At Loyola, our Arabic learners benefit from multiple opportunities for in-depth to the Arabic language and culture. Our mini-trips to the Arabic speaking suburbs of Chicago provide thought-provoking enrichment for students as they experiences the sights, sounds and tastes of the Middle East right here in Chicago.

Reflections from Nadine

Posted on: April 3rd, 2012 by sabbadi

I had the privilege of accompanying my Arabic professor, her two children, and another student in Arabic 102 to Bridgeview, an Arabic-speaking neighborhood. Before we went, I thought it would be very similar to the neighborhood on Devon. Every time I drive to school from home we go through Devon, so I am used to attempting to read the signs on stores from the road that are in Arabic, and I have ventured around there before. I also thought the people in the neighborhood would be a bit confused why we were there, but they were extremely accepting and friendly!

I am very glad I was able to go with a family, because I feel like it was a proper way to experience a neighborhood and a treasured family experience. Like I said, I have been on Devon before, but I had never seen as many signs, like in a grocery story, in Arabic before. It was fascinating! The grocery store items were very interesting to explore. Some were very similar to what I find in the grocery store I go to. Others were similar but a bit different – such as smaller vegetables than the size I normally find. It was also great to be taught what some items were because I realized they were ingredients in food I love and normally eat.

Even though I am a vegetarian I found many foods to enjoy while at the restaurant. The restaurant was almost my favorite part of the trip. The Bedouin setting of it was really cool – I do not know much about Bedouin culture but now I want to study it. The people were in traditional dress as they served our food and all of the decorations were part of Bedouin culture so I felt extremely immersed.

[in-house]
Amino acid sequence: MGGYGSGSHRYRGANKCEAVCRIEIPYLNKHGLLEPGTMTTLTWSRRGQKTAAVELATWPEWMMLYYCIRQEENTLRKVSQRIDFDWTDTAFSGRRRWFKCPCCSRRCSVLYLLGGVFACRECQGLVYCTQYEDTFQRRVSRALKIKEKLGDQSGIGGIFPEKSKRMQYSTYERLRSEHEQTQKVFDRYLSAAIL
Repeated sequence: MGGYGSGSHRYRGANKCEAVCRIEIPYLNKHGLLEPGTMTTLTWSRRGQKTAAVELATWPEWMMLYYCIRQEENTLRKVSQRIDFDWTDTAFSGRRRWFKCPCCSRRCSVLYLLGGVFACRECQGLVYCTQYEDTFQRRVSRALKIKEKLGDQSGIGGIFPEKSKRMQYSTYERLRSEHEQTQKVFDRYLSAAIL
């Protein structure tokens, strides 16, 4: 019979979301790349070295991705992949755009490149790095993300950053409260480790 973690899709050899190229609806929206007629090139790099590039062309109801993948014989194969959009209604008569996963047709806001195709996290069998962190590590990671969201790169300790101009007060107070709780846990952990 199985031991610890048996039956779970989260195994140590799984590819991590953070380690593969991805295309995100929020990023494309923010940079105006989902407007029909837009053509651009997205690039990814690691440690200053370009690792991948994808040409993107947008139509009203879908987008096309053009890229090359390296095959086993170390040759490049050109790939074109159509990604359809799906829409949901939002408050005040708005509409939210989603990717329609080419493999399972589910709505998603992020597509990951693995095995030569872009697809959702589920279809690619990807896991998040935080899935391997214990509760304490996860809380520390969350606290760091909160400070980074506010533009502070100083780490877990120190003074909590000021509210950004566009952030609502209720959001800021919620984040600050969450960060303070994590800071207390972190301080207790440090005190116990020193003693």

The mosque was my favorite part of the whole trip. I felt extremely honored to be allowed to watch a prayer, one of five daily ones, because I had never seen a Muslim pray before, especially not in a mosque. There were these adorable little girls who would not let me stop taking pictures of them while their mother joined the other women praying and I had a blast entertaining them while they posed for me! The bakeries we went to were really great as well because it was a much different dessert culture than the one I am used to. It was great to see a bakery where they make everything from scratch as well because you knew it was fresh.

I appreciate the opportunity I was given so much. I highly recommend this trip to anyone who is able to go. It influences you like you would never believe and you are urged to go study more Arabic when you get home so you can go back by yourself! I know I would never have gone to that neighborhood on my own – especially because I didn’t even know it was there! It was great to have my own personal tour guide who would point out many different things to me. The one thing I wish I did differently was my talking – I wish I attempted to speak in Arabic! Oh well, that will just have to happen next time!

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